Zen and the Burger Venn (Diagram) at The Burger Guys Downtown

At this point, it's fair to say that The Burger Guys is an established part of Houston's healthy handful of bright-burning burger stars, though their original outpost clings to the far west side of that constellation. Open since last fall, the downtown location, the subject of this week's Café Review, brings the Burger Guys' singular vision for over-the-top, yet surprisingly thoughtful burgers, dogs, and shakes to a whole new section of Houston. Not only is it smack in the heart of downtown, with its captive audience of business-lunchers, but the light-rail-friendly location makes it an easy choice for those farther afield. With the slate of new and promising bars and eateries filing onto Main Street, maybe they'll even transition into dinner and weekend service.

No matter what time of day you may eventually step underneath The Burger Guys' boldly-lettered awning, the high-ceilinged space feels generous and cheerful, splashes of purple offsetting the canary-colored walls in slightly madcap fashion. It's an appropriate color scheme for a place that spins Girl Scout Cookies into shakes, and tops its burgers with everything from lengua and pickled onions to the entire contents of a bánh mì. Fear not, though; despite the riotous colors and fantastical toppings, these burgers are serious business.

Cleverly managing to inhabit the center of the Burger/Hamburger Sandwich Venn Diagram, The Burger Guys serve up thoughtful, exacting sandwiches that have all the beefy punch and drippy excess of a proper burger. Take, for example, the Houston.

Richly flavored beef, buoyed by a mantle of sharp cheddar, is undergirded by a swipe of pungent and pointed house-made St. Arnold Ale mustard, and punctuated by zippy bites of bread and butter jalapeño. In the original version, and the one I've loved best, those peppers came coarsely chopped and spread liberally across the craggy terrain of the burger, and they made every bite sing. Most recently, that jalapeño came as half a chile, split lengthwise and straddling the burger's equator. I missed the tangy, spicy snap in every bite, though I must admit it made for a striking presentation, even though the attached stem made for slightly non-functional garnish. Return the chiles to their original form, and this is a masterful specimen of burger and of sandwich.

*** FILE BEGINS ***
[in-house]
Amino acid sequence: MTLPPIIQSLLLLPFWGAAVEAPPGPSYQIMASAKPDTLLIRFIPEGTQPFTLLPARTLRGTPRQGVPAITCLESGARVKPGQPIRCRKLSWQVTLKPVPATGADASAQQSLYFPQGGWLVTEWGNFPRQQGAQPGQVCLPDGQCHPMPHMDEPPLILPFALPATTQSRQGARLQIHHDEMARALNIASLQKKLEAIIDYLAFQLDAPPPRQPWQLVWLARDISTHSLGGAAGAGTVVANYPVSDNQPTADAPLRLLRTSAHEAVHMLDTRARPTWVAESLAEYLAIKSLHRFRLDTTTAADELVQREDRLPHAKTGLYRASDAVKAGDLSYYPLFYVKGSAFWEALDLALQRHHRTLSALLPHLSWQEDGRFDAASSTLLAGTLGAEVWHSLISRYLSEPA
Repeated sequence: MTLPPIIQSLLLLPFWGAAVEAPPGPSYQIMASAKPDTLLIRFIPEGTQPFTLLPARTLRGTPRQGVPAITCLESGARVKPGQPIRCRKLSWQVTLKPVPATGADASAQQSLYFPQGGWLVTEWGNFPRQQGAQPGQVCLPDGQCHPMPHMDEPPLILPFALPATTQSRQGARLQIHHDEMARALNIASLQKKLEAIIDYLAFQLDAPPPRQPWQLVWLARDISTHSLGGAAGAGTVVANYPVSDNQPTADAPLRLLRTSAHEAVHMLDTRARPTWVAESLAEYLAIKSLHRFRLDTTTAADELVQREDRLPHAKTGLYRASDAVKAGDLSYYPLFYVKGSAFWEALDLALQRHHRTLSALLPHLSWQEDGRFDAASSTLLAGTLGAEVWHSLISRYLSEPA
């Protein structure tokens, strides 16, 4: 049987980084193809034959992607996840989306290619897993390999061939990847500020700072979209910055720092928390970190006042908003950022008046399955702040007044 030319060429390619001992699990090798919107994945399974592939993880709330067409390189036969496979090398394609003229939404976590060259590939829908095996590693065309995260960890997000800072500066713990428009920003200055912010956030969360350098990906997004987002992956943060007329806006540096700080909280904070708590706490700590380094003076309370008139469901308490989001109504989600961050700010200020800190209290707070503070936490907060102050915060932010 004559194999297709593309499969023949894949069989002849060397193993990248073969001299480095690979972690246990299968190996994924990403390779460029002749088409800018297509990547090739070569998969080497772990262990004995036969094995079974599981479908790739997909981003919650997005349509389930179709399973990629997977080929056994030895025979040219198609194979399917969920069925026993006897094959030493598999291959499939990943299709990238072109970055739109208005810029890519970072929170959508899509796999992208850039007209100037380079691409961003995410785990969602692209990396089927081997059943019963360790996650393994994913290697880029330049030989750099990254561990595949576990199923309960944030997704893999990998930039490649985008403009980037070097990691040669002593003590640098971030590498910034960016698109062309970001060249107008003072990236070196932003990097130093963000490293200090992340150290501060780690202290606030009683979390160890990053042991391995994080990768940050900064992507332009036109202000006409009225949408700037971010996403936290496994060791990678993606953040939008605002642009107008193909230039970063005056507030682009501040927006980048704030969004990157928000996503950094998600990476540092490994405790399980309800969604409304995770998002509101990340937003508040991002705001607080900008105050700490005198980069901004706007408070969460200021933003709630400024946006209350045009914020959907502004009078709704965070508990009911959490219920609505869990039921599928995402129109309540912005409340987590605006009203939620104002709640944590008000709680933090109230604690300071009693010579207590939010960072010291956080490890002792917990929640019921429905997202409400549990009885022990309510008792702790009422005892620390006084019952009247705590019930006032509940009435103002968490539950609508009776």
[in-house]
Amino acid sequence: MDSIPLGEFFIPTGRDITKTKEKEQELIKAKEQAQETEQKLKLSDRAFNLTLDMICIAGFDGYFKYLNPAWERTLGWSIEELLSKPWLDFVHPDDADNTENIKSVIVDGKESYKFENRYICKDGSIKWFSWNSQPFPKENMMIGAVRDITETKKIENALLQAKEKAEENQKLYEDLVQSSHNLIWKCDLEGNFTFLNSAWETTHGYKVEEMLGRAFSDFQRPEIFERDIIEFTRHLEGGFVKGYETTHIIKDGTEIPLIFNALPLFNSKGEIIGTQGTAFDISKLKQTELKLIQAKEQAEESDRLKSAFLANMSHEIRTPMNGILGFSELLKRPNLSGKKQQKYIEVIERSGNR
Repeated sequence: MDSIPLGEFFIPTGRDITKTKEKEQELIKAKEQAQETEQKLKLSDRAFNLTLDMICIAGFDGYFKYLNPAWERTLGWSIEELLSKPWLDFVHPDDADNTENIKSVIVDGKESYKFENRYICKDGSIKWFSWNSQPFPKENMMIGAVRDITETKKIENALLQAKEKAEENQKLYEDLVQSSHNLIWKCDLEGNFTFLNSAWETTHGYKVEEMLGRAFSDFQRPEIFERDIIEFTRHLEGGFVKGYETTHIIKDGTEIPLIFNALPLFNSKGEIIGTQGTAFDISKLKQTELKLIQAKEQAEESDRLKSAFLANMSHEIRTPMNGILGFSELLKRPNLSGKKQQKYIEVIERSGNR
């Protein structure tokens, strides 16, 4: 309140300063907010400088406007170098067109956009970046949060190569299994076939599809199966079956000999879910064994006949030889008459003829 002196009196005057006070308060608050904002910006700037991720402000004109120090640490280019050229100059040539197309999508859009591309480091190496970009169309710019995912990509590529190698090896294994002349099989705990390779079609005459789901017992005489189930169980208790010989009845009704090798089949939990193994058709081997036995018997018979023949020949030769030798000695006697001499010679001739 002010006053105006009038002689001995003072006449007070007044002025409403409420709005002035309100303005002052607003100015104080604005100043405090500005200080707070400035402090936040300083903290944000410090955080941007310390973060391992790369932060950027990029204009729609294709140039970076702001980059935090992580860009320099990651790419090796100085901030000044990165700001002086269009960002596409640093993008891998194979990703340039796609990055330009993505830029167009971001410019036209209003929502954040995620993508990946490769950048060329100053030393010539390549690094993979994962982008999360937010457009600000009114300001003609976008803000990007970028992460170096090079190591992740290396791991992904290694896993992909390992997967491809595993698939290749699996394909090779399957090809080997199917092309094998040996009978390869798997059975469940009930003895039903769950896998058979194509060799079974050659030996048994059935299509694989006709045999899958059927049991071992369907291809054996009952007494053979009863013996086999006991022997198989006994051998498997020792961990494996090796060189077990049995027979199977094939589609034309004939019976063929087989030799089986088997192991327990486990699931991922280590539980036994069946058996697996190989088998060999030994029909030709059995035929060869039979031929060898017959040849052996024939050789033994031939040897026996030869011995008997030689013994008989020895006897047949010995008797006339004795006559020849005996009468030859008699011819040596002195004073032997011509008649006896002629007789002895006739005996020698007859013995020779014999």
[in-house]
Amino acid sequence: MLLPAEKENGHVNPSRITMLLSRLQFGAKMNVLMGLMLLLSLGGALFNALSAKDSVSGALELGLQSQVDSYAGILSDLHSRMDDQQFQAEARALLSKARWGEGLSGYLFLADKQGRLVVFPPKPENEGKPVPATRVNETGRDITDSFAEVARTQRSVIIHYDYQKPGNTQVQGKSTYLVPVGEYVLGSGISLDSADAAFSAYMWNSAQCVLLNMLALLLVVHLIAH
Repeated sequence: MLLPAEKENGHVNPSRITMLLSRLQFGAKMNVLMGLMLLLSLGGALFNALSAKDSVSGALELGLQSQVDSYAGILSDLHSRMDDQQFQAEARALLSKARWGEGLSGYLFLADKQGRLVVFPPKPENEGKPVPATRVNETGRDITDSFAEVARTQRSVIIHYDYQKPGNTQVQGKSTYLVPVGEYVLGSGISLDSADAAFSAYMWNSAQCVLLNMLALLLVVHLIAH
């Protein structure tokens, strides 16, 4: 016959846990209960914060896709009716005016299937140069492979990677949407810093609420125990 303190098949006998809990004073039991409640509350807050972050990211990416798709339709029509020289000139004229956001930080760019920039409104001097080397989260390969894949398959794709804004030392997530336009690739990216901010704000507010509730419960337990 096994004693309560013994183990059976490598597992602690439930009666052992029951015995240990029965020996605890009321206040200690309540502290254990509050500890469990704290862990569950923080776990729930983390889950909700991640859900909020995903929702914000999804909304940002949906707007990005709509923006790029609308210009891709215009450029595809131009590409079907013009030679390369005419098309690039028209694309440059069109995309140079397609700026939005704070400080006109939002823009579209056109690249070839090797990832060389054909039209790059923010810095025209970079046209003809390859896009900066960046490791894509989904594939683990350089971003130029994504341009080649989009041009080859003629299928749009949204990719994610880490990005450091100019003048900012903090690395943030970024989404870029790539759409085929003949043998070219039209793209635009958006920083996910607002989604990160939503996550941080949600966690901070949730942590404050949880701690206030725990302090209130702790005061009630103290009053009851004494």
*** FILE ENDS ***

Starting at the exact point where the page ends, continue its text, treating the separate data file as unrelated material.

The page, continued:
Likewise the New York, a somewhat austere combination of meat, mustard, and sauerkraut. It's far better than you might be thinking; I know I was dubious. The kraut has a bright tartness and a juicy crunch, a pretty perfect offset to the full, meaty gush of the burger, and adds just a bit of fermented funk. It's finely tuned, and one of the rare cheese-less burgers that doesn't make me long for a bit of dairy.

The Sonoma, a purist's burger, is the type of classic, straightforward offering that could be easily overlooked on a menu such as this; miss it at your peril. For all the exotic allure of the other offerings, it's very tough to trump the impeccable put-together-ness of this burger. Everything works exactly as it should, like some sort of golden ratio of burger perfection, hinting at greater truths about the nature of the universe. Or something.

Pair your burger with some near perfect fries, but skip the basket of fried green tomatoes, whose too-thick crust traipses dangerously between tempura and funnel cake, lending an unflattering toughness to the proceedings. The onion strings are fair game if you're with a group. Their thin, shattery coating allows the taste of the slightly-crunchy onions to come through, along with a bit of a tangy, spicy bite. They're tasty, but not enough to want to eat even half an order.

You'll want to save room for a shake, a goal made possible despite the admirable girth of your burger. Though there is plenty of satisfying drippage, and plenty of richness to complement it, these burgers won't make you feel leaden. Perhaps it's the HeartBrand beef on offer, its lower dose of saturated fat lending a clean-flavored appeal to the proceedings.

Assuming you do feel up to it, there's something you should know. All of the shakes have soft, butter-fatty chunks in them. Depending on size and distribution, they can make the shake feel grainy, almost like a slightly curdled custard. That's only been a problem once, and more often, they're like little flecks of decadent, creamy velvet. I'd miss them if a shake turned up without them. As flavors go, I'm partial to the Ten Cup Chocolate, its flavor deep and true. Be sure to ask about the seasonal flavor, though. A Thin Mint shake, its dairy-base steeped with crushed up Girl Scout cookies, was a light and lovely rendition of what can so often be a cloying flavor combination, never steering toward gimmickry, as could so easily have been the case.

That ability to avoid gimmickry, while standing in what looks like the thick middle of it, is part and parcel of what The Burger Guys does so well, and it echoes through the Venn elegance of their improbably impeccable burgers. Come on out of the tunnels. Hop on a train. Enjoy a bit of burger zen under the light of downtown's newest burger star.

Find out more about The Burger Guys in this week's cafe review, and get a look behind the scenes of how their burgers are created in our slideshow.